Sometimes even we bankruptcy attorneys in Indiana need reminding – in business, enterprise isn’t always given its just reward. My colleagues in the Zuckerberg bankruptcy law offices were passing around an article the other day. Mental Floss magazine was telling the story of Charles Goodyear, inventor of vulcanized rubber.
In these Bankruptcy in Indiana articles I’ve sometimes listed movie stars and famous sports figures who’ve filed bankruptcy. While I and my colleagues the Anderson, Bloomington, Indianapolis, and Columbus bankruptcy lawyers practice only in central and southern Indiana, and “only” for the past 25 years, I still thought the story of Charles Goodyear would help readers realize that sometimes businesses fail because of small, understandable mistakes, and because of forces beyond business owners’ control.
The Goodyear story goes back to the 1830’s, when there was great consumer demand for rubberized goods. The problem was that, as the weather changed, the rubber would either become rock hard in the cold or melt into a sticky mess in the heat. Charles Goodyear discovered a way to combine sulfur with the rubber to stabilize it. But because he failed to file a patent quickly enough, he did not benefit financially from his discovery and ended up in debt.
What can we learn from this today? Small business bankruptcy in Indiana has understandably increased. After all, Indiana is home to well over half a million small businesses. And the one question Indiana lawyers for bankruptcy are asked again and again is this:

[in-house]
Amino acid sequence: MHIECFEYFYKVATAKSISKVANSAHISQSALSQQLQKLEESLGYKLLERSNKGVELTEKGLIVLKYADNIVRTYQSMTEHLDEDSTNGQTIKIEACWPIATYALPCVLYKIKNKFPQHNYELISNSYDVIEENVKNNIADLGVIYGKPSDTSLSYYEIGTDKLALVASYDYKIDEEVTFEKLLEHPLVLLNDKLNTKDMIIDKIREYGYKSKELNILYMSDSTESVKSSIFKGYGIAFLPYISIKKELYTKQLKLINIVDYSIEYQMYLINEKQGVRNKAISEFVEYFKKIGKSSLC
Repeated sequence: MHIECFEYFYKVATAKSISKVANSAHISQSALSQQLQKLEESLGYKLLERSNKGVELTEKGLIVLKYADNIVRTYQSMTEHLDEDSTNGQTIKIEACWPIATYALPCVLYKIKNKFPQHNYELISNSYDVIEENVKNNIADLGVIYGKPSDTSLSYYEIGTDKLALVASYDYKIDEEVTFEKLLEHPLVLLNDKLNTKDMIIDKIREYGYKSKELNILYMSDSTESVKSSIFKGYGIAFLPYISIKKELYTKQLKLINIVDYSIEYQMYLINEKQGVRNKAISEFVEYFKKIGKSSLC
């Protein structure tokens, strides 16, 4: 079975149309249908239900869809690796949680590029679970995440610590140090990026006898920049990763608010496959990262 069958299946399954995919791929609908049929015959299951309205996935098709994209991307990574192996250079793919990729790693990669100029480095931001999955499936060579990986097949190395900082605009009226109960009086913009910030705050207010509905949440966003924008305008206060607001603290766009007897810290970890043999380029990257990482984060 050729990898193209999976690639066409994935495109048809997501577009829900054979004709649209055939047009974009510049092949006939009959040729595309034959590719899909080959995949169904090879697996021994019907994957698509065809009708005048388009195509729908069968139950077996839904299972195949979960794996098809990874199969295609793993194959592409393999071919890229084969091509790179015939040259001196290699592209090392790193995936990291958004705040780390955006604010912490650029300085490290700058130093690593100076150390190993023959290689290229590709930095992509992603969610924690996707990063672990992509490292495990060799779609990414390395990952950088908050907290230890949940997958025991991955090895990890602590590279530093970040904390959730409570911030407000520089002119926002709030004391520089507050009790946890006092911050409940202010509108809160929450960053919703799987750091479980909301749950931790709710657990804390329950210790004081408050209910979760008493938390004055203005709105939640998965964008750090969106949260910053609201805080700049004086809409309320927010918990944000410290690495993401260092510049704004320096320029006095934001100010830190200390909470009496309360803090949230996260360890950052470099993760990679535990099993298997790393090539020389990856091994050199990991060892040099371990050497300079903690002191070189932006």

Can I file business bankruptcy in Indiana without filing personal bankruptcy as well?
The answer is probably “no”. Why?
- 90% of small business loans are personally guaranteed by the owners.
- In most cases owners have put personal funds into their business and also withdrawn money from the business for personal use.
- Often, business owners have related money problems made worse by the business issues, such as needing student loan debt help.
Was that a “mistake”? No, it was just what the owner needed to do at the time. Charles Goodyear made a “mistake” in failing to protect his invention right away. But sometimes, even patents that were filed right away are infringed, with small business owners lacking the funds for a legal battle.
After 25 years offering Indiana bankruptcy help, I know that small business owners do the best they can. Often, though, that’s not enough. At the Zuckerberg bankruptcy law offices, our purpose is to help even when life just hasn’t been fair!
Categorised in: Bankruptcy Indiana
This post was written by Mark Zuckerberg